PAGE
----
We locked in our Back Squat numbers last week, looking for a Front Squat 1RM this week! Squat Program will begin after the Holidays!
Back Squats vs Front Squats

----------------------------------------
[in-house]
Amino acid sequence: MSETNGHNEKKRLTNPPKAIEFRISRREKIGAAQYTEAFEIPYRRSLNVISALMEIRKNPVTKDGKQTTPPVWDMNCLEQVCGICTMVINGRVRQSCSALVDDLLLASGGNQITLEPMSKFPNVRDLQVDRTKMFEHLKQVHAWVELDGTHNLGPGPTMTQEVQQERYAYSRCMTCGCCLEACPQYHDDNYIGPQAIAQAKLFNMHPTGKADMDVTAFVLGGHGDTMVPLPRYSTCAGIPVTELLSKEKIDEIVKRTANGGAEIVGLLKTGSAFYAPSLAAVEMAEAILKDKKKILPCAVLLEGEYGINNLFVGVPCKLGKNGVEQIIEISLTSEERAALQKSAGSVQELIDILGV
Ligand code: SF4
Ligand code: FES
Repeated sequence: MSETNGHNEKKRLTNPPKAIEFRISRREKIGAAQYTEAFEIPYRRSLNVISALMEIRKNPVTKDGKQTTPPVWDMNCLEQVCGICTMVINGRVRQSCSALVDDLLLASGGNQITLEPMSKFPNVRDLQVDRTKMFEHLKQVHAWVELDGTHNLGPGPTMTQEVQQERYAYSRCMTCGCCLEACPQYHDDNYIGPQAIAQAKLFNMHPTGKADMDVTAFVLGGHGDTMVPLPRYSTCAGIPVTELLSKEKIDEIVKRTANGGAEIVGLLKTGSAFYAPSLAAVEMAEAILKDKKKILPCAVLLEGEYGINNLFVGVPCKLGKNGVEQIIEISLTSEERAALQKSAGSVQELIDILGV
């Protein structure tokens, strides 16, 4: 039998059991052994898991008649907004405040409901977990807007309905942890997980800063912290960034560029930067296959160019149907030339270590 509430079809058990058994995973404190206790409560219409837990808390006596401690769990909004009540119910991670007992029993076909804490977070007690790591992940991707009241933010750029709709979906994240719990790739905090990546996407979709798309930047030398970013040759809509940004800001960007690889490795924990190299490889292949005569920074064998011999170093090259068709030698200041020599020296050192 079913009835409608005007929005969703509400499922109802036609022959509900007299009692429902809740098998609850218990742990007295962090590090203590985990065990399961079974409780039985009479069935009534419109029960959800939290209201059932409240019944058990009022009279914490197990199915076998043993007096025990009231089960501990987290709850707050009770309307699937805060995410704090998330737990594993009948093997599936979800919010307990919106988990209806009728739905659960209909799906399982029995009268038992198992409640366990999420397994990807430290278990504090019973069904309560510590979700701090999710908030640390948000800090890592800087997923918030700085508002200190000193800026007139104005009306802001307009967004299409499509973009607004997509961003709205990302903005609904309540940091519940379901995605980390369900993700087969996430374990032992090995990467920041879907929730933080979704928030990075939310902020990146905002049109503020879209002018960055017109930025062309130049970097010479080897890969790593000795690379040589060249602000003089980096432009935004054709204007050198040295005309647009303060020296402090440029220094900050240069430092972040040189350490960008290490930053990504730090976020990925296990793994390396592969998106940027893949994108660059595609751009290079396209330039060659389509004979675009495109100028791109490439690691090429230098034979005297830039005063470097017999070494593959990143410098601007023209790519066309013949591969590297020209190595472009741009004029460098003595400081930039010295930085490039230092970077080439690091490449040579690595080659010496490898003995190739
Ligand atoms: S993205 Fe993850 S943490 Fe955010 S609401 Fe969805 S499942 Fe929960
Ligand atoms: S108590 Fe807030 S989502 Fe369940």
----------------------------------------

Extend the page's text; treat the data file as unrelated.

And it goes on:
In almost all cases, an athlete can lift far more weight in the back squat than the front squat. Have you ever wondered why thats the case? Lets break them down.The Front SquatThe mechanics of a front squat place a greater demand on the quadriceps, abdominals and knees, and alleviate stress off of the glutes and hips. Because the front squat places a greater emphasis on the quads and kneesas opposed to the greater recruitment of the more powerful glutes and hips of the back squatan athletes back squat will (and should) always be stronger than their front squat.The Front Squat however, is a tremendous exercise for promoting flexibility, increasing the strength of the quads and core, and transitions over to the Olympic lifts.The Back SquatThe back squat engages the muscles of the posterior chain (hamstrings, glutes, lower back, calves, etc), your abs and obliques (for stabilizing purposes) and shoulders, traps and upper back (to keep the bar positioned on the upper back. Furthermore, the position of the bar on the back combined with ones hand position allows an athlete to transfer more force to driving the bar upwards from the bottom position of the squat. As the back squat obviously doesnt require the weight to be held in a front-rack position, an athlete can extend their hips back further which makes it easier to sit back on the heels and create less stress on the knees.These elements mean that a back squat is generally superior in handling heavier loads, thus pushing maximal strength gains.So we have established that the back squat allows you to move more weight than your front squat. But how much more?According to legendary strength coach Charles Poliquin, a balanced athlete with good mobility and proficiency in each lift should be able to front squat around 70-85% of their back squat weight.So, now you know!